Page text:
News / Africa

Anti-Gay Sentiment Flares in Ethiopia as Addis Ababa Preps for AIDS Conference

Ethiopian orphans Endashew (R) and his sister Yeshiwork, who lost both their parents to HIV/AIDS, sit outside their family house near the capital Addis Ababa, June 2005. (file photo)
Ethiopian orphans Endashew (R) and his sister Yeshiwork, who lost both their parents to HIV/AIDS, sit outside their family house near the capital Addis Ababa, June 2005. (file photo)

Ethiopia's religious leaders have abruptly canceled a news conference called to denounce a planned meeting of gay rights activists on the fringes of an international meeting on AIDS. Ethiopia's attitude toward homosexuality is shaping up as a potential flash point as some of the world's leading experts gather to discuss trends in AIDS treatment and prevention.

The leaders of Ethiopia's main religious denominations faced journalists briefly in an Addis Ababa conference room Tuesday. Abune Paulos, the patriarch of the Ethiopian Orthodox Church was there, along with representatives of the Ethiopian Islamic Affairs Supreme Council, the Roman Catholic Church, and Protestant denominations.

But before anything could be said, Ethiopia's Health Minister Tewodros Adhanom arrived and asked for a word with the religious leaders in private.

Abrupt postponement

After nearly an hour, the leaders left without comment. The Reverend Iteffa Gobena Molte, president of the Ethiopian Evangelical Council Mekane Yesus told reporters the event would be rescheduled.

"It's postponed to another time. And when they are ready they will call upon you to come and record them," said Iteffa.

Reporters initially were told the news conference had been called to condemn a planned conference on "men who have sex with men."  

The website of a group called the African Men for Sexual Health and Rights, or AMSHER, says the meeting is to be held Saturday at an Addis Ababa hotel. A list of speakers posted on the website include Michel Sidibe, director of UNAIDS, and Eric Goosby, the United States Global AIDS Coordinator.

Fighting AIDS

That gathering was to coincide with the 16th International Conference on AIDS and Sexually Transmitted Infections in Africa, which opens Sunday in the Ethiopian capital. More than 8,000 experts and activists are expected to attend, and former U.S. President George W. Bush is slated to be an honored guest.

The sudden cancelation of the news briefing underscores Ethiopia's strong anti-gay sentiment. At a 2008 meeting with reporters, many of the same religious leaders urged passage of a constitutional amendment banning homosexuality.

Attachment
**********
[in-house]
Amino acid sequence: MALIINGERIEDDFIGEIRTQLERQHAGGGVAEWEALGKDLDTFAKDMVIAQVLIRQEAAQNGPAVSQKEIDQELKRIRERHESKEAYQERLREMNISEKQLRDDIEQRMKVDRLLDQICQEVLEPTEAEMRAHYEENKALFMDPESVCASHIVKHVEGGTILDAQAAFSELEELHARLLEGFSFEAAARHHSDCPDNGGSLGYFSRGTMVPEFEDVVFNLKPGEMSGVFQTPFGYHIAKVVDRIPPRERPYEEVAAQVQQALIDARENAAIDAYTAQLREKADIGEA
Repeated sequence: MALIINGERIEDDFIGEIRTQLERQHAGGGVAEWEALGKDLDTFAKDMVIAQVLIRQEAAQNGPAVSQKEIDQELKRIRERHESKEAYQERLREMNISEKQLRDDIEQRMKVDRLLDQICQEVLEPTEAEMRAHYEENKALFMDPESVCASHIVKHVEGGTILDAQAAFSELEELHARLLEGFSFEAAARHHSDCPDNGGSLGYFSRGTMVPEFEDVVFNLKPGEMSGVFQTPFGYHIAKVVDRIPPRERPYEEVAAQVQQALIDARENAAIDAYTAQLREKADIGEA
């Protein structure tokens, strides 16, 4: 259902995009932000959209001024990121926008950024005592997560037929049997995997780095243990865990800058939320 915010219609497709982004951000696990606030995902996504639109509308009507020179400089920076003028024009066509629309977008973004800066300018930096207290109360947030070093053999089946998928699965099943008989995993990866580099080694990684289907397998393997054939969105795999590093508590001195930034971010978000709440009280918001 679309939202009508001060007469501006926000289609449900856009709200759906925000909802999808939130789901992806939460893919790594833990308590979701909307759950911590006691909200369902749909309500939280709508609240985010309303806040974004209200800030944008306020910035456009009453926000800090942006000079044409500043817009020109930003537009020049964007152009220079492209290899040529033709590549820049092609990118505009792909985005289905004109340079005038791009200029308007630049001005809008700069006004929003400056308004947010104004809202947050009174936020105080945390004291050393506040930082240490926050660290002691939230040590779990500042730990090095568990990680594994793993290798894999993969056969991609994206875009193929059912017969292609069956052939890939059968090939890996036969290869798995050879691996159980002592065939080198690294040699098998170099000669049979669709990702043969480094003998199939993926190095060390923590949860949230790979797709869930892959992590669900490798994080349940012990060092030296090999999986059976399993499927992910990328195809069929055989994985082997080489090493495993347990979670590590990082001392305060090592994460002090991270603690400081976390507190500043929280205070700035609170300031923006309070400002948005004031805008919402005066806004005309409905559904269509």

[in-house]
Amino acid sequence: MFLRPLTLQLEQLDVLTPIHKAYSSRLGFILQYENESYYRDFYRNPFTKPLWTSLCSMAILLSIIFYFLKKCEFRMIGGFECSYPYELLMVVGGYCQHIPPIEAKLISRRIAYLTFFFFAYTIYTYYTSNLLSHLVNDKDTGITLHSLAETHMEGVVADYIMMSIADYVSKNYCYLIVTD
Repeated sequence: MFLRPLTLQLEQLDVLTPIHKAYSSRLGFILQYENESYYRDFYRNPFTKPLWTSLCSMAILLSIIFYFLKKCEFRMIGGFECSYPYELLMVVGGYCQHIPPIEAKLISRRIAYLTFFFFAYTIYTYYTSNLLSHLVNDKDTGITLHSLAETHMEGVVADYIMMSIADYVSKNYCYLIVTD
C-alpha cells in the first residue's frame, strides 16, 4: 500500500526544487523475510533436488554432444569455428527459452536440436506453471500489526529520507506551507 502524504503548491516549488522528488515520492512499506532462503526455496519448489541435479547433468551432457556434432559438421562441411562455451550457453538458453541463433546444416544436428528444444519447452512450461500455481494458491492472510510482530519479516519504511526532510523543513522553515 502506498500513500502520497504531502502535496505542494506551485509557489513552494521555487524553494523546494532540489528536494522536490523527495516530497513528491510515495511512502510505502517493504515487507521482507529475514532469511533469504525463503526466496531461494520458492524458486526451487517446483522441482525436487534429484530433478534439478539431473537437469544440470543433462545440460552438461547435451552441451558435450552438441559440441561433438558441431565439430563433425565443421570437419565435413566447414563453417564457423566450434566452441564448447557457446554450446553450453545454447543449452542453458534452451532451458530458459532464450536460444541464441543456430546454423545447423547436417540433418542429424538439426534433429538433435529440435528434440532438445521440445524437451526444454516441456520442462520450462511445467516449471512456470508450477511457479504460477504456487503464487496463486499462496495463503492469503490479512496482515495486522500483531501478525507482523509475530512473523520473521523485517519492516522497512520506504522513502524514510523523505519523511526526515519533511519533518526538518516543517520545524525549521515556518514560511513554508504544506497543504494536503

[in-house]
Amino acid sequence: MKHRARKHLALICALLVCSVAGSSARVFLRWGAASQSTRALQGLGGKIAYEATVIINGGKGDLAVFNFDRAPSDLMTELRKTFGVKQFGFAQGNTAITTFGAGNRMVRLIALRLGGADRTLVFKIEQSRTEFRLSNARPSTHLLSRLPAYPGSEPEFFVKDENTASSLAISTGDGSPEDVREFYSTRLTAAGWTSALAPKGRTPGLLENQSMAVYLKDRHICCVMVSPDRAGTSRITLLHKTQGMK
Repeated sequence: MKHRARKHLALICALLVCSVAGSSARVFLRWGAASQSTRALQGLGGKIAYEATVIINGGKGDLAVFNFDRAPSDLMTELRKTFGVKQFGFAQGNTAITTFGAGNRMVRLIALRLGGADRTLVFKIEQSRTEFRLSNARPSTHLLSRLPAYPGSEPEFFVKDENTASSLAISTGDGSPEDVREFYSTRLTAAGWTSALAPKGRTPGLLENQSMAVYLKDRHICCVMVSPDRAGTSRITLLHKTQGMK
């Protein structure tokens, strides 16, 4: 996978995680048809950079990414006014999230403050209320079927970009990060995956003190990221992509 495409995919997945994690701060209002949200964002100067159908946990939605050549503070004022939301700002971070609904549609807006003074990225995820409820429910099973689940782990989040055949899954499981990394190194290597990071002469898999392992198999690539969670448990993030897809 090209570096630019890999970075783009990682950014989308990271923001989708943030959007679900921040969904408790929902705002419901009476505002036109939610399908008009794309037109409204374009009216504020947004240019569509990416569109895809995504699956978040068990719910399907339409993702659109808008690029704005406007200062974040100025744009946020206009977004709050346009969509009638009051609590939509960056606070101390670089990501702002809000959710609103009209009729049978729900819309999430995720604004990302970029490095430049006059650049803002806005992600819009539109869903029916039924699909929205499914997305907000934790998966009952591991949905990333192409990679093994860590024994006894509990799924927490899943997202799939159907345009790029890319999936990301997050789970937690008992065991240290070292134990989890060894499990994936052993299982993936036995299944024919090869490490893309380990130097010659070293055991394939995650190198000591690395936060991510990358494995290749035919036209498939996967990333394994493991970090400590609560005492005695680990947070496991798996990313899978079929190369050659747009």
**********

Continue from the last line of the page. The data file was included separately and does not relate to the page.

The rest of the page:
News reports at the time quoted the clergy as calling homosexuality “the pinnacle of immorality.” Ethiopian Orthodox leader Paulos was quoted as condemning gay sex, saying, “for people to act in this manner, they have to be stupid, like animals."

Condemnation of gay sex

Reverend Iteffa said Ethiopian Protestants believe homosexuality is unnatural.

"The Protestant church teaches about homosexuality that it is not God's creation. God had created man and woman. So that is the proper creation and it continues to be there, and the Bible explicitly says in many parts of the Bible, so we claim that to be our faith as a Protestant," he said.

A statement distributed to reporters at Tuesday's canceled news conference quoted a survey showing 97 percent of Ethiopians consider gay behavior immoral. It said scheduling a conference on homosexuality in Addis Ababa shows a disregard for Ethiopia's laws and morals.

An email asking for AMSHER's response was not immediately answered.

An official standing outside Tuesday's news conference site suggested that the intervention of the Health Ministry, a major backer of the AIDS conference, indicates that the AMSHER meeting might not take place. A call to the hotel being advertised as the meeting site showed no facilities are currently reserved in AMSHER's name.

You May Like

Pundits Split Over Long-Term US Role in Afghanistan

Security pact remains condition for American presence beyond 2014; deadline criticized More

US Eyes Islamic State Threat

Officials warn that IS could pose a threat to US homeland More

Video Ukraine: Captured Troops Proof of Russian Role in Separatist Fight

Moscow says Russian troops crossed into Ukrainian territory by mistake More

This forum has been closed.